Washington, D.C.—Today, the U.S. State Department under the leadership of Secretary Mike Pompeo will return Cuba to the list of “state sponsors of terrorism,” reported Bloomberg. Cuba was first removed from that list in 2015, following a thorough months-long review carried out by professionals at the State Department and the intelligence community who concluded that Cuba was not a state sponsor of terror. While the U.S. government has since had continuing policy disagreements with Cuba throughout the course of the Trump administration, none of these disagreements have to do with the sponsorship of terrorism.
“Returning Cuba to this list is clearly a politically motivated decision, a reward to domestic political allies of the Trump administration during its last weeks, rather than an effective foreign policy step,” said WOLA President Geoff Thale.
The decision will have a number of negative repercussions. Internationally, it undermines the credibility of U.S. claims about what international actors are involved in terrorist activities. It will complicate the Biden administration’s expected efforts to rebuild more constructive U.S.-Cuba relations. Just as importantly, it will cause further economic hardships for Cuban families and ordinary citizens in an economy already weakened by the impact of COVID-19, ongoing challenges in implementing reforms, and years of U.S. imposed restrictions.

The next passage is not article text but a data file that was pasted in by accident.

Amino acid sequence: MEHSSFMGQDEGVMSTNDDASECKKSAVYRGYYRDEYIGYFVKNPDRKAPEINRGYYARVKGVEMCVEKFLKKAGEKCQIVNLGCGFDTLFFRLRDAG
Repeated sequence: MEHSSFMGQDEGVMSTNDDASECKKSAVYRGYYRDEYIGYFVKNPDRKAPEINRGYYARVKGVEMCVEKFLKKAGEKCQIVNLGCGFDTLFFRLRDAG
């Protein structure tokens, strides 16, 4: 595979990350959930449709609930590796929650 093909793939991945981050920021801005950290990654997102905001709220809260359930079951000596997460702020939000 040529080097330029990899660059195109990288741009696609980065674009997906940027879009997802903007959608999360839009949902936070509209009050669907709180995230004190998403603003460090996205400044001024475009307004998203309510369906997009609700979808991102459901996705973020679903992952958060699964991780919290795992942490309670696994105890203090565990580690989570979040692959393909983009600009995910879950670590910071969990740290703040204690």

“The decision to place Cuba back on the list of state sponsors of terrorism is a last ditch effort by the Trump administration to entrench its legacy of rollbacks on U.S. policy towards Cuba,” said Thale. “It’s a vindictive step that will harm the Cuban people, and do nothing that genuinely advances human rights or U.S. interests”
Added WOLA Senior Fellow William LeoGrande, a professor of government at American University:
“The State Department’s 2015 review of Cuba’s behavior was thorough and decisive in concluding that Cuba did not belong on the state sponsors of terrorism list. Nothing has changed since then. The Trump administration’s re-designation of Cuba as a state sponsor is unwarranted and is a transparently political move designed to damage President-elect Biden’s ability to govern—just like almost everything Donald Trump has done since he lost the election on November 3.”
For a roadmap outlining how the Biden-Harris administration can implement a policy of engagement toward Cuba, in order to better advance the interests of both the U.S. and Cuban people, see WOLA’s recent report with the Center for Democracy in the Americas (CDA): The United States and Cuba: A New Policy of Engagement.